Make Muse

For the young womxn who wants to make a change.

Rebecca Rivera: Sustainable Maker + Designer

Rebecca Rivera: Sustainable Maker + Designer

In 2016, fashion designer Rebecca Rivera saw a documentary called The True Cost, and she immediately changed the way she designed for her label IRISHLATINA. Learning that fashion is the 2nd largest polluter in the world, Rebecca refused to contribute to the problem. Considering that the average American trashes 70 pounds of textiles each year, she decided to make new clothing from old clothing. She sources post-consumer garments from secondhand stores or warehouses, and treats them just like she would new fabric. She uses her original patterns to create new designs, while simultaneously keeping clothing out of the landfill.

Photo by Rebecca Rivera.

Photo by Rebecca Rivera.

For IRISHLATINA, sustainability is not a trend. It’s about respecting the earth’s resources, and the quality of human life. We believe that all aspects of creation should be considered, from raw material to the finished product.
— Rebecca Rivera of IRISHLATINA

IRISHLATINA is a sustainable clothing brand offering seasonless pieces made from post-consumer products. Keeping clothing out of landfills by using it to create new designs, and by producing under a “slow fashion” model, IRISHLATINA strives to make a positive impact on the fashion industry for social and environmental improvement.

Make Muse: What peaked your interest in sustainable fashion? Did you have an interest in fashion first or sustainability first?

Rebecca: I’ve loved fashion since I was a little girl. I would draw and paint a lot. I’d play dress up, and play with paper dolls. But I was also very concerned about the environment. I hated the idea of a duck getting tangled up in ocean debris, and I couldn’t stand to see trash on the ground. So, the marriage of fashion and sustainability was perfect for me. I always loved designing and creating, but once I turned IRISHLATINA into a sustainable brand, it truly became fulfilling.

Make Muse:  Can you describe the effect of the fast fashion industry on landfills?

Rebecca: The average American trashes 70 pounds of textiles each year. The term “textiles” includes clothing, curtains, bed sheets, etc. About 95% of these textiles could be recycled in some way. What a waste! To put it into perspective, a denim jacket can take 10-12 months to decompose in a landfill, and those lycra leggings we love to work out in can take 20-200 years. Our clothing just isn’t decomposing at the same rate that we consume it. We’ve got to stop thinking of clothing as disposable.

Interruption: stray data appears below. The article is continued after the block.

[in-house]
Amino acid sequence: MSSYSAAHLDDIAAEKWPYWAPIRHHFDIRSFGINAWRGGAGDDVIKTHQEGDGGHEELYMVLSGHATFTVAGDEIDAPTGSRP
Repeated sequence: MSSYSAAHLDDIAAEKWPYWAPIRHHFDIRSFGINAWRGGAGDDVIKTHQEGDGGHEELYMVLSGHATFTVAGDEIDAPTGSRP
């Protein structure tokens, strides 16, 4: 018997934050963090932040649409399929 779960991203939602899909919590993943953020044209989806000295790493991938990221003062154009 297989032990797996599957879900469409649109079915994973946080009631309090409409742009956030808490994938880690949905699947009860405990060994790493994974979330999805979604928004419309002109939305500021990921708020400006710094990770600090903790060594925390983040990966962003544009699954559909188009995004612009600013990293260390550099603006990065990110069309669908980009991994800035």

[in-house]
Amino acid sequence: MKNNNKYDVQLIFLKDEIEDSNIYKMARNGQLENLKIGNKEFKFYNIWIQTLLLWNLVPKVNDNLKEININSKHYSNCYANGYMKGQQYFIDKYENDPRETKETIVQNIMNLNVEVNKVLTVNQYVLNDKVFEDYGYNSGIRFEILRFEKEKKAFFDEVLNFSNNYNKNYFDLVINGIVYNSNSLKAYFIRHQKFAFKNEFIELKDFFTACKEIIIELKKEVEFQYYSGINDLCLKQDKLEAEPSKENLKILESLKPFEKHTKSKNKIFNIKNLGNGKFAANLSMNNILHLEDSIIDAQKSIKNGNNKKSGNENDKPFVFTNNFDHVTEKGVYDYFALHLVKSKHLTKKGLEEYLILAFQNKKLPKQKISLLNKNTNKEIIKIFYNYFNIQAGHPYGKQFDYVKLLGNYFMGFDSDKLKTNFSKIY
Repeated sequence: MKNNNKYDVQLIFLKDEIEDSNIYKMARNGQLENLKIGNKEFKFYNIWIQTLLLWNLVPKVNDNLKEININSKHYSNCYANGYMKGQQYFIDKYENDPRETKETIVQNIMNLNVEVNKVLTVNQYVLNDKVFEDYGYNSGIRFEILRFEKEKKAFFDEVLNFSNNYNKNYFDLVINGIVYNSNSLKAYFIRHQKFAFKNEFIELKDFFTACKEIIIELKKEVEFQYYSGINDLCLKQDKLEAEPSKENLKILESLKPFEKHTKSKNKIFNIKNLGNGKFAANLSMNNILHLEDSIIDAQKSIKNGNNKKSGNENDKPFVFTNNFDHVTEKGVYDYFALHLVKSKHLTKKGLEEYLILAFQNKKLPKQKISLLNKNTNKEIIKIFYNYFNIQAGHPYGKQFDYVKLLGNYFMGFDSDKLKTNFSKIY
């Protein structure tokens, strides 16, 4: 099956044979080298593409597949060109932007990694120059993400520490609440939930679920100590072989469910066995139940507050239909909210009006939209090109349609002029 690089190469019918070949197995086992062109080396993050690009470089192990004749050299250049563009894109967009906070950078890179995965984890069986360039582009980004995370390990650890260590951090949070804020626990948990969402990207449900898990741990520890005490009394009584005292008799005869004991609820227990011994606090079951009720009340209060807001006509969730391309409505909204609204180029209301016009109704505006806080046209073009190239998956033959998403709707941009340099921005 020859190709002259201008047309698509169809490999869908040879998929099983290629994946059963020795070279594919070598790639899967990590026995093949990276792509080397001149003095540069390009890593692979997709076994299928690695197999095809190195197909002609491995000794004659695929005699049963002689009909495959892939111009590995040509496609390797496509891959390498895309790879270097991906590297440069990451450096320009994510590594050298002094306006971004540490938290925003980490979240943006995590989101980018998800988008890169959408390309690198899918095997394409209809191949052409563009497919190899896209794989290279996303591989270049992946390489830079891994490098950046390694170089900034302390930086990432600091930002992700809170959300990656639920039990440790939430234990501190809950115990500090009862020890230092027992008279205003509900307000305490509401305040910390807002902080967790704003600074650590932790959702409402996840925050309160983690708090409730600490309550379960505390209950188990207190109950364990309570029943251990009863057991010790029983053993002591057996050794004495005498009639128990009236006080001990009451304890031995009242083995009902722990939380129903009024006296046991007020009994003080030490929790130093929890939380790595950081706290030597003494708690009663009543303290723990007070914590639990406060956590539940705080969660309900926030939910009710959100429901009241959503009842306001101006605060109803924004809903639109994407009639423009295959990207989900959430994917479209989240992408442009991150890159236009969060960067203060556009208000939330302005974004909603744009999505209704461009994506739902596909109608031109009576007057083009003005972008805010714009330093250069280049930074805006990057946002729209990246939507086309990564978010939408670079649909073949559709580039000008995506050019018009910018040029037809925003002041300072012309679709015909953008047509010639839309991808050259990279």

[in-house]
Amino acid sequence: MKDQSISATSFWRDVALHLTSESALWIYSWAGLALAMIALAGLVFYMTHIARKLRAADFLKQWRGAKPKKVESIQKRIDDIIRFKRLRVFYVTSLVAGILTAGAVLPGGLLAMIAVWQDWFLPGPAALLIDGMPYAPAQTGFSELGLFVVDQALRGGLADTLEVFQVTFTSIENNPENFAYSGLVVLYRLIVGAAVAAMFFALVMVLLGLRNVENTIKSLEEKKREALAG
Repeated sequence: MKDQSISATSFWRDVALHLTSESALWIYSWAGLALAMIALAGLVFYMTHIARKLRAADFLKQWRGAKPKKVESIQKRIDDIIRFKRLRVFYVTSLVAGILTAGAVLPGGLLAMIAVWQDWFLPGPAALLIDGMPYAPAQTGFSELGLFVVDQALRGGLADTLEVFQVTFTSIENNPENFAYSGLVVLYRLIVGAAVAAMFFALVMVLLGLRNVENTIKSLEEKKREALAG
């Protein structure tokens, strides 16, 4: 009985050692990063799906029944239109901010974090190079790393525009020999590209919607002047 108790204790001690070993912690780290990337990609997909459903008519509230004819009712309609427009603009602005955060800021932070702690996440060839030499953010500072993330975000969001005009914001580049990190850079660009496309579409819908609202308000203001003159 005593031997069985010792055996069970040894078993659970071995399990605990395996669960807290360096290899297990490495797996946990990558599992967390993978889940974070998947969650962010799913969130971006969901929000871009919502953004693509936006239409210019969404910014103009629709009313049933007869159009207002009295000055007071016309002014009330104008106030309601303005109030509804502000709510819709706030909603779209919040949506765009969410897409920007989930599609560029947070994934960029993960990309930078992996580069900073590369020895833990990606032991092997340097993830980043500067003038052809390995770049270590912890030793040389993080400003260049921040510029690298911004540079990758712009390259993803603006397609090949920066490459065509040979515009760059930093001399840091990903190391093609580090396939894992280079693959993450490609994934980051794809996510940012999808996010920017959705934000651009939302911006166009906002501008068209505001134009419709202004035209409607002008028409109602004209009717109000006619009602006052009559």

Fast fashion companies are bringing new items onto the sales floor every week. The goal is to keep the consumer coming back for more and more, while simultaneously making them feel “off-trend” almost immediately.

Image by Brianne Wills @ briannewills

Image by Brianne Wills @briannewills

Make Muse: How does IRISHLATINA promote slow fashion?

Rebecca: After learning that fashion is the 2nd largest polluter in the world, I had a good cry, and then I decided to do things differently. I wanted to reduce the waste problem, not contribute to it. IRISHLATINA garments are made from secondhand clothing. I source unwanted clothing from thrift stores and warehouses and use it just like I would use new fabric. I use piecing and quilting techniques to create my own textiles and produce original, one-of-a-kind designs.

I’m also a firm believer that seasons and trends contribute to the waste problem. Designers should produce when they feel moved to do so, not in order to meet some deadline set by the “fashion calendar”. IRISHLATINA collections are also “seasonless”, because let’s face it, just because it’s sunny and warm in one part of the world, doesn’t mean it’s sunny and warm everywhere.

Make Muse: What is the aesthetic style of the brand IRISHLATINA? What is the muse for your designs?

Rebecca: The IRISHLATINA aesthetic is really rooted in fun. I want people to have fun wearing my clothes. Women's Wear Daily described my customers as “Millennial women who consider themselves ‘woke’ activists”, and I can’t say that I disagree. Overall, the IRISHLATINA woman values quality over quantity. She is unique and wants clothing that showcases that. As for a muse, I look to the women in my life. Even my models are my friends, or friends of friends. I love “real” women.

Make Muse: How did your career in design begin?

Rebecca: My senior year of high school, I asked my mom to teach me how to sew. (She always made us the best Halloween costumes.) It was that year that I decided I wanted to pursue design. I originally got my degree in Fashion Design for the Theatre. I was a musical theatre kid growing up, and I found that while I loved performing, I knew I didn’t want to become an actress. I was more drawn to the costumes, and makeup, and wigs. After graduating, I decided to study fashion design. I visited 5 fashion schools in Italy before finally deciding on the Fashion Institute of Technology in New York.

Image by Michael Mendoza for Fun Magazine @ countmichael  | @ fun_mag

Image by Michael Mendoza for Fun Magazine @countmichael | @fun_mag